BADCo from Croatia in New York
The following short review of a performance by the Zagreb Dance Company
BADCo. appeared in the December 13, 2003 edition of the New York Times.
Wanderers from Central and Eastern Europe
By JACK ANDERSON <<ole0.bmp>>
After watching a bit of "Solo Me," which Pravdan Devlahovic and Nikolina
Bujas-Pristas of BADco. danced on Dec. 7 at Performance Space 122, it
would have been easy to grumble that the dancers were just wandering
around. They continued to wander for about an hour. But their rambling,
though inconsequential, became just oddly fascinating enough to prevent
BADco., a Zagreb-based Croatian group, is here as part of the Central
Station dance festival from Central and Eastern Europe, which is taking
place through Dec. 20 at various downtown locations in Manhattan.
``Solo Me'' combined two independently created solos to recorded scores:
Mr. Devlahovic's ``Solo in A Major, op. 69,'' to the second movement of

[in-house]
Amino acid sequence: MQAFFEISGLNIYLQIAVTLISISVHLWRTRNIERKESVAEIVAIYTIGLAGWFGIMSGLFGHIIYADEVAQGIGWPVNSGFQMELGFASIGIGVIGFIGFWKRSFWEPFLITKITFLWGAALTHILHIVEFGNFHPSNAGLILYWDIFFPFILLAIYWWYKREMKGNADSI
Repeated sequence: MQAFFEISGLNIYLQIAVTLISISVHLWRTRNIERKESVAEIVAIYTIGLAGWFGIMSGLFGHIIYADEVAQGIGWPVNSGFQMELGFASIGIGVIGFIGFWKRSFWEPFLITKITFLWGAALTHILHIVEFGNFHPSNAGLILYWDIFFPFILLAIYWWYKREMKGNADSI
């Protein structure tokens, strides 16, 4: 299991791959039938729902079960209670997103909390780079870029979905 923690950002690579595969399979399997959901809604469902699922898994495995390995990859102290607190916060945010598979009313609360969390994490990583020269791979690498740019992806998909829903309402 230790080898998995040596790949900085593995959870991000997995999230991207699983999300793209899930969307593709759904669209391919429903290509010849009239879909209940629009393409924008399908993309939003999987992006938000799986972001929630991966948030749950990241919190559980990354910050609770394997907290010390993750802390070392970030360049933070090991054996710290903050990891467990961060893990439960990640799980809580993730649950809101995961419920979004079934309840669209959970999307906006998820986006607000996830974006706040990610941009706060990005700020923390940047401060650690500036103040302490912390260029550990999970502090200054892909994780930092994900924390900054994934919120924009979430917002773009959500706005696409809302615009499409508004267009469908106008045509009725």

Beethoven's Symphony No. 7, Op. 92, and Ms. Bujas-Pristas's ``And this
is no longer a beginning,'' to Ivan Marusic's sharply rhythmic
``Kliff.'' In this presentation, staged in the round, one dancer
sometimes moved alone; sometimes the other moved alone; sometimes both
moved simultaneously. Sequences of music were punctuated by silences.
Mr. Devlahovic, who is solidly built, paced back and forth ,
sporadically interrupting his pacings with head shakes, twisting
movements and sprawls on the floor. Ms. Bujas- Pristas, a lithe dancer,
hopped and darted with agility.
Many steps in both solos were commonplace, and the dancers' informal
manner made even complex steps look commonplace. Yet the dancers also
commanded attention simply because they wandered with great
concentration and appeared to be enjoying themselves, as if playing
their own favorite games in a playground for adults.
They also played games with the audience. Ms. Bujas-Pristas occasionally
grasped spectators in the first row, who amiably supported her as she
balanced. And, once, I found Mr. Devlahovic staring at me intently. I
stared back. He kept staring. So did I. Then I smiled; he winked and
resumed his wandering.